Studies were then conducted to determine if the Ca2+ transient response to hRFRP-1 could be blocked with inhibitors of protein kinase C (PKC) and/or PKA pathways. The two kinase pathways are known upstream modulators of contractile function which produce divergent functional effects on the myofilament (21, 22). Specifically, PKA activation enhances contraction and relaxation, although PKC more often is associated with diminished myofilament function. The response to hRFRP-1 in the presence of the PKA inhibitor PKI was comparable to its original response with diminished peak shortening amplitude and a trend toward elevated Ca2+ transients (Figure 5B). In contrast, the diminished peak shortening amplitude and the trend toward enhanced Ca2+ transients in response to hRFRP-1 were attenuated by the PKC inhibitor bis indolylmaleimide, Bis 1 (Figure 5B). The ability of hRFRP-1 to produce significant changes in myofilament protein phosphorylation was then analyzed in radiolabeled myocytes. In these studies, a band migrating at the molecular weight (between 20-30 kDa markers) associated with cardiac troponin I (cTnI) was phosphorylated in response to 10 minutes of treatment with 10 nM hRFRP-1 compared to controls (no peptide) or myocytes treated with a similar dose of LPLAF-NH2 (Figure 5C; arrow). Phosphorylation of cTnI is involved in relaxation in cardiac myocytes (23). There were no consistent increases in the phosphorylation of proteins in the control experiments. Although phosphorylation of cTnI is unlikely to explain the overall reduction in contractile function, this result indicated downstream myofilament proteins are targets for signaling cascade(s) activated by hRFRP-1.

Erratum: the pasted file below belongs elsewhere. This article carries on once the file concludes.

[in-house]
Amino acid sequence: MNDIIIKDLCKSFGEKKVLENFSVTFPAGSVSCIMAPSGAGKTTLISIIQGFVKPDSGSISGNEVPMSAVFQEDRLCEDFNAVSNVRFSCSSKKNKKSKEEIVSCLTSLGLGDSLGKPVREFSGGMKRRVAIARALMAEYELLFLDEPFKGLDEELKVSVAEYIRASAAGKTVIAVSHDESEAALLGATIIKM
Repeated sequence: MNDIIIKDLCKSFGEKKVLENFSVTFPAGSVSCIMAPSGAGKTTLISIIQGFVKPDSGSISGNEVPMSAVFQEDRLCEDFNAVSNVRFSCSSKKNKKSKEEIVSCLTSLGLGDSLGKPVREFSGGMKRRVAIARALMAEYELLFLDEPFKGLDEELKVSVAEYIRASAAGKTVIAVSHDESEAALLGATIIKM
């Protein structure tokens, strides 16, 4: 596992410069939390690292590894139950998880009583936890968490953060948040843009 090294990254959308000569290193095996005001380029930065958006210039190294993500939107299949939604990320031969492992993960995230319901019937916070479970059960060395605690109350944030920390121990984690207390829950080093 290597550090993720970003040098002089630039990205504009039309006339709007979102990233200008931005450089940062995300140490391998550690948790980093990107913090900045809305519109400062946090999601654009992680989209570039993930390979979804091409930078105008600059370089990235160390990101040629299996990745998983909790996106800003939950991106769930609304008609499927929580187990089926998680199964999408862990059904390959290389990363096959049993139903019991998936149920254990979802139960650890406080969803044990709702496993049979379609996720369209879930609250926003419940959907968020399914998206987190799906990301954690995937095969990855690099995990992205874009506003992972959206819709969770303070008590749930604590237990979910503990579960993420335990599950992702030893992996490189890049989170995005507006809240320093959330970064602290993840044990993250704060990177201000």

Our results strongly support the conclusion that a unique RFRP-1-specific signaling pathway exists in mammalian ventricular cardiac myocytes. Detailed SAR analysis laid the foundation for the design of a functional receptor antagonist to a novel hRFRP-1-specific cardiac signaling pathway. Cellular and animal studies showed a first generation NPFF2R antagonist, LPLAF-NH2, inhibited the ability of hRFRP-1 to diminish both cellular and integrated cardiac performance. Additionally, gene expression experiments provided evidence RFRP-1 and NPFF2R are present in myocytes and heart, which play important roles in regulating cardiac contractility. Our studies also provided additional support that PKC signaling is activated by hRFRP-1. Finally, we determined myofilaments are targets for downstream phosphorylation in response to hRFRP-1. Collectively, these data are consistent with RFRP-1 acting as a novel peptide involved in modulating in vivo cardiac contractile function. Heart disease is a leading cause of death in the United States (24). Identification of hRFRP-1 as a negative modulator of contractile function may provide an opportunity to develop therapeutic strategies targeting its transduction pathway in patients with heart failure.